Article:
By Blanca Cobb, Body Language and Lie Detection Expert

Finding a sitter can be a challenge for many parents. Parents look for sitters who are responsible, dependable, reliable and likable. Once parents find a sitter who’s a good fit for their family, they assume their sitter will be honest about the daily activities involving their kids. It’s no secret that everyone lies, yet when it comes to the care and safety of our kids, babysitters innocent lies don’t seem quite so innocent. Research indicates that 80% of lies go undetected. With strategic body language moves and word choices parents can help ensure their sitters will be honest.

Here are four common situations that sitters tend to lie about and strategies to prevent your sitter from lying to you:

1) Situation: Many sitters lie to protect themselves from uncomfortable feelings of telling parents that their kids were misbehaving. It’s much easier to minimize the wrong doings of the kids than report specific misbehavior. Many parents ask, “How did everything go tonight?” It’s too easy for sitters to give one-word responses, “good” or “fine.”

Solution: Parents should ask open-ended questions, which require sitters to give more than a one-word answer. Also, parents should ask specific questions that will hone in on the answers their looking for. Examples of open-ended and specific questions: “Tell me how the kids got along tonight.” “What activities did you all do?” “What vegetables did Charlie eat for dinner?”

2) Situation: Sitters cringe at the thought of kids getting hurt on their watch. When the kids get hurt, sitters worry about explaining the mishap to parents. They also wonder whether they’ll still have a job. Some sitters may put the blame on the kids or not detail what happened because of these concerns. In essence sitters may not tell the whole story, which is also known as lies of omission.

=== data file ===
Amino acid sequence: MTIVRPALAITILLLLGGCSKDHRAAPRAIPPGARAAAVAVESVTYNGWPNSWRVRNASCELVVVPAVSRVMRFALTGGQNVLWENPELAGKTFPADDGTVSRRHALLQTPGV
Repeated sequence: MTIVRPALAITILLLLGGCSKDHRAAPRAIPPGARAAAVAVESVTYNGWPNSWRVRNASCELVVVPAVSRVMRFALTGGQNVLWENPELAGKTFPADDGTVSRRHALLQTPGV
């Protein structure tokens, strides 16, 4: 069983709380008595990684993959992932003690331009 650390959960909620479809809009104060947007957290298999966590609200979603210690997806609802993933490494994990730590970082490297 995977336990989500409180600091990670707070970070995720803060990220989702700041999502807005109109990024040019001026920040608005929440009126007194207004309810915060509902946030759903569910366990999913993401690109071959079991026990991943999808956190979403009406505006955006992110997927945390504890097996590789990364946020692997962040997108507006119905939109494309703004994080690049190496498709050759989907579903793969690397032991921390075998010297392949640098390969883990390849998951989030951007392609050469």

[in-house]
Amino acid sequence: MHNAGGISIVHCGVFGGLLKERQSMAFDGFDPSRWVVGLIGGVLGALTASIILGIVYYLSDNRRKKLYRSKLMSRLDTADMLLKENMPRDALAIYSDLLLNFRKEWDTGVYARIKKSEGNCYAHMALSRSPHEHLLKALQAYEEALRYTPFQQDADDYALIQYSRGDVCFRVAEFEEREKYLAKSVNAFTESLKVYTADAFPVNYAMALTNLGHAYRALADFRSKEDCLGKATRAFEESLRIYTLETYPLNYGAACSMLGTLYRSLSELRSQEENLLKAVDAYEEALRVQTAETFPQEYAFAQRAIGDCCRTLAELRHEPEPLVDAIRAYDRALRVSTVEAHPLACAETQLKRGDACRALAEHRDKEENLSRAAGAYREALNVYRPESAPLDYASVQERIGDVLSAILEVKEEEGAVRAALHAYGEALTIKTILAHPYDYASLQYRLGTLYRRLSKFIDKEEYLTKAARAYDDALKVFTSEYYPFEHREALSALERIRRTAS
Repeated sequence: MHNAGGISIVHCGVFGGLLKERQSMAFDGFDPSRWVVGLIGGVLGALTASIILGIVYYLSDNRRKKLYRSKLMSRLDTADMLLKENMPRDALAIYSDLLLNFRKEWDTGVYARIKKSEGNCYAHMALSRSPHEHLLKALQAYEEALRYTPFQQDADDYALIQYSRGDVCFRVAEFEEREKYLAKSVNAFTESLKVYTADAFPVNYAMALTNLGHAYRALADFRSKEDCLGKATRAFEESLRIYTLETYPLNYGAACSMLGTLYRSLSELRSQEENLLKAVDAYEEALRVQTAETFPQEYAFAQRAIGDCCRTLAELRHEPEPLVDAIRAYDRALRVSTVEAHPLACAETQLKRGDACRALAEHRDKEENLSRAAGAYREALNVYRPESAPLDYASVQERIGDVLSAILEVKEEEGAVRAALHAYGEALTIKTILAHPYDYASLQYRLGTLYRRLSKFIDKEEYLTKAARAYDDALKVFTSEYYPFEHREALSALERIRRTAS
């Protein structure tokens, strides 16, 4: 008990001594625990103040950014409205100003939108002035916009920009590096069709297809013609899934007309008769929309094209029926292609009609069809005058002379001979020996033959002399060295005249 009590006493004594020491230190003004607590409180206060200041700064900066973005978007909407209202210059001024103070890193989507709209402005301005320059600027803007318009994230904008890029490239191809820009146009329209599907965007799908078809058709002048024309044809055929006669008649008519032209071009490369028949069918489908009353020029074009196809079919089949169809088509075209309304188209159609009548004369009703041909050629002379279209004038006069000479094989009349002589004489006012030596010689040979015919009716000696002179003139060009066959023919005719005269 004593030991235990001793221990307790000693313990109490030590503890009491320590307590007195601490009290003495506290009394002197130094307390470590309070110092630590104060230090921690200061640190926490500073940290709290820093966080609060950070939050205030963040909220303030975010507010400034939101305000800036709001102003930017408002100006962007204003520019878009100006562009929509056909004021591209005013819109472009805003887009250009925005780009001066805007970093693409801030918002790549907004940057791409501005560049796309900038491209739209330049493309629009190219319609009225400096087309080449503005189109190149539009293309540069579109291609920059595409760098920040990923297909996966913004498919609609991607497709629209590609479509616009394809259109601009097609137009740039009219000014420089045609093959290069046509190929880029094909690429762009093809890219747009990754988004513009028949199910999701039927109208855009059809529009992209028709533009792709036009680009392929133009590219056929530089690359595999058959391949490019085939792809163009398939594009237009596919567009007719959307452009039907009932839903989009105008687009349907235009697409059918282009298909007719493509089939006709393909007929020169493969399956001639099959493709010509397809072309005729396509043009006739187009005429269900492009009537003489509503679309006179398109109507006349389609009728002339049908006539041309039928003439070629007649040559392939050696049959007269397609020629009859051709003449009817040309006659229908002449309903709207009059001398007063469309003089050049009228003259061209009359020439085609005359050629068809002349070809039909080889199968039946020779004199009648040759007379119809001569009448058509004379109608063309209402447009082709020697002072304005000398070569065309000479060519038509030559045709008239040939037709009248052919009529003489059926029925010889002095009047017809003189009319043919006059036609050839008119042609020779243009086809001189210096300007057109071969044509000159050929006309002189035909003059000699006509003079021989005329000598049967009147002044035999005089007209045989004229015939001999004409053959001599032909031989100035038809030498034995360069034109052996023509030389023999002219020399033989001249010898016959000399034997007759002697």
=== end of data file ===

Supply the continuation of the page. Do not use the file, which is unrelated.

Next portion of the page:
Solution: To decrease lies of omission, parents should use open body language such as open palms facing upward, arms out in front of their body, body posture facing the sitters. These body language moves will help the sitter feel comfortable in talking freely to the parents. Additionally, parents should monitor their tone of voice and their rate of speech. When excited, irritated or angry, people tend to raise their voices and talk faster. These vocal differences can make a sitter uncomfortable and unwillingly to talk freely.

3) Situation: Many times sitters lie because they’re embarrassed that the kids pulled the rug out from under them so to speak. For example, the kids may say that they’re allowed to play with the hose on a hot summer day when in fact they aren’t. As a result the freshly planted flowers drown in water. Sitters may not want to admit to the parents that the kids schooled them. Everyone has pride. Sitters may minimize what happened with the drowned flowers to save face.

Solution: To help sitters feel in control, parents should write out all rules so the sitters can refer to them as needed. Also, parents can also inform the sitters of situations when their kids will try to pull the wool over the sitter’s eyes. Parents may even share a story of when the kids got the best of them. Normalizing the experiences helps the sitters feel less threatened. When people feel understood they’re less likely to lie.

4) Situation: Your kids report that your sitter was texting and driving when she was taking them to the park. You ask your sitter, “Did you text while driving with my kids in the car?” Sitter’s response, “Well, I looked at my phone when I was at stop lights.”

Solution: Notice that the sitter didn’t answer the specific question. Sure, she gave an answer, but didn’t answer the question you asked. In these situations, repeating your question is usually enough to get the sitter to level with you.

With strategic communication, you can increase the chance that your sitter will be straight with you. Don’t you deserve to know the truth?